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J Neurochem. 2008 Aug;106(3):1248-58. doi: 10.1111/j.1471-4159.2008.05473.x. Epub 2008 Jun 2.

Insulin blocks cytochrome c release in the reperfused brain through PI3-K signaling and by promoting Bax/Bcl-XL binding.

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Department of Emergency Medicine, Wayne State University, Detroit, Michigan 48201, USA.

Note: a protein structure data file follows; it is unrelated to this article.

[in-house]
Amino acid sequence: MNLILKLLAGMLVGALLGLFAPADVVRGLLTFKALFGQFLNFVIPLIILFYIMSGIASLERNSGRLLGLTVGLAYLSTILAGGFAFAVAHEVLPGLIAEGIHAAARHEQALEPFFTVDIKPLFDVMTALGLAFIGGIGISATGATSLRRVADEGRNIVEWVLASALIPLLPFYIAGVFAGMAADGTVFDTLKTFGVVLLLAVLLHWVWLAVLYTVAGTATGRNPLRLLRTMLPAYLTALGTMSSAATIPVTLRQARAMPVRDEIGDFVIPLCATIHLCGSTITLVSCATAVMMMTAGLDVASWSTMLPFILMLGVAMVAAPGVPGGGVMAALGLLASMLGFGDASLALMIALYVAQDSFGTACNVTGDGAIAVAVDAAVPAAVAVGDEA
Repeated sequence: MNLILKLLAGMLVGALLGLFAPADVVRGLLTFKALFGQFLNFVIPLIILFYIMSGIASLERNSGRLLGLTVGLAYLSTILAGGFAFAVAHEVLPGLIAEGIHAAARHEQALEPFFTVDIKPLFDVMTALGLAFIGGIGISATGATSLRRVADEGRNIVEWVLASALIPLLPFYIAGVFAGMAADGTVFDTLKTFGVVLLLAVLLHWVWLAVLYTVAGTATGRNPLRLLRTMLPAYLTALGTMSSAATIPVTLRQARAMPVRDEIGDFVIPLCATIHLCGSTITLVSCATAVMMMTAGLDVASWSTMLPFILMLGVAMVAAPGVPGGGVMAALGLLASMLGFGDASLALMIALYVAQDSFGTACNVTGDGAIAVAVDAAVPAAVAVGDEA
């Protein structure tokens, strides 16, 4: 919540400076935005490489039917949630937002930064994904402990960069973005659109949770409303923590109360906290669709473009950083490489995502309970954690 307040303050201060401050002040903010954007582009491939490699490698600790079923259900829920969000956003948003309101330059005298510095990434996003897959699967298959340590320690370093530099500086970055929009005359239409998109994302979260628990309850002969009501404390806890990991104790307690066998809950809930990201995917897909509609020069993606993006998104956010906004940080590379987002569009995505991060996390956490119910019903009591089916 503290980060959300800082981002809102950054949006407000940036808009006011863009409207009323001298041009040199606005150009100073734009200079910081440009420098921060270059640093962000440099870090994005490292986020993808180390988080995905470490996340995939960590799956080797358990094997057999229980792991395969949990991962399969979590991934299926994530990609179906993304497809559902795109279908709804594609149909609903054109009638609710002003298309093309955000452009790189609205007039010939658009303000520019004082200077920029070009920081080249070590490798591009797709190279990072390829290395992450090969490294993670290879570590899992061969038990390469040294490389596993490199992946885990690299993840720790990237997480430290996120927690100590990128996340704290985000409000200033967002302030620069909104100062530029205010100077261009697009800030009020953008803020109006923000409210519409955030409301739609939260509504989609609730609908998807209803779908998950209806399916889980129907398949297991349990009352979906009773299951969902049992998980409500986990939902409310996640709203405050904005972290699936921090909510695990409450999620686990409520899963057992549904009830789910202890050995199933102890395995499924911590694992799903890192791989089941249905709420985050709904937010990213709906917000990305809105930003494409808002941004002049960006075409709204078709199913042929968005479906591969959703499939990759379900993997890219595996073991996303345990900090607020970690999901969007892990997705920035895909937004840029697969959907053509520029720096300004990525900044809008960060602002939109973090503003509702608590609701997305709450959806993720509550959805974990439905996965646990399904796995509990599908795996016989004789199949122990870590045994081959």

The critical event of the intrinsic pathway of apoptosis following transient global brain ischemia is the release of cytochrome c from the mitochondria. In vitro studies have shown that insulin can signal specifically via phosphatidylinositol-3-OH-kinase (PI3-K) and Akt to prevent cytochrome c release. Therefore, insulin may exert its neuroprotective effects during brain reperfusion by blocking cytochrome c release. We hypothesized that insulin acts through PI3-K, Akt, and Bcl-2 family proteins to inhibit cytochrome c release following transient global brain ischemia. We found that a single bolus of insulin given immediately upon reperfusion inhibited cytochrome c release for at least 24 h, and produced a fivefold improvement in neuronal survival at 14 days. Moreover, insulin's ability to inhibit cytochrome c release was completely dependent on PI3-K signaling and insulin induces phosphorylation of Akt through PI3-K. In untreated animals, there was an increase in mitochondrial Bax at 6 h of reperfusion, and Bax binding to Bcl-X(L) was disrupted at the mitochondria. Insulin prevented both these events in a PI3-K-dependent manner. In summary, insulin regulates cytochrome c release through PI3-K likely by activating Akt, promoting the binding between Bax and Bcl-X(L), and by preventing Bax translocation to the mitochondria.

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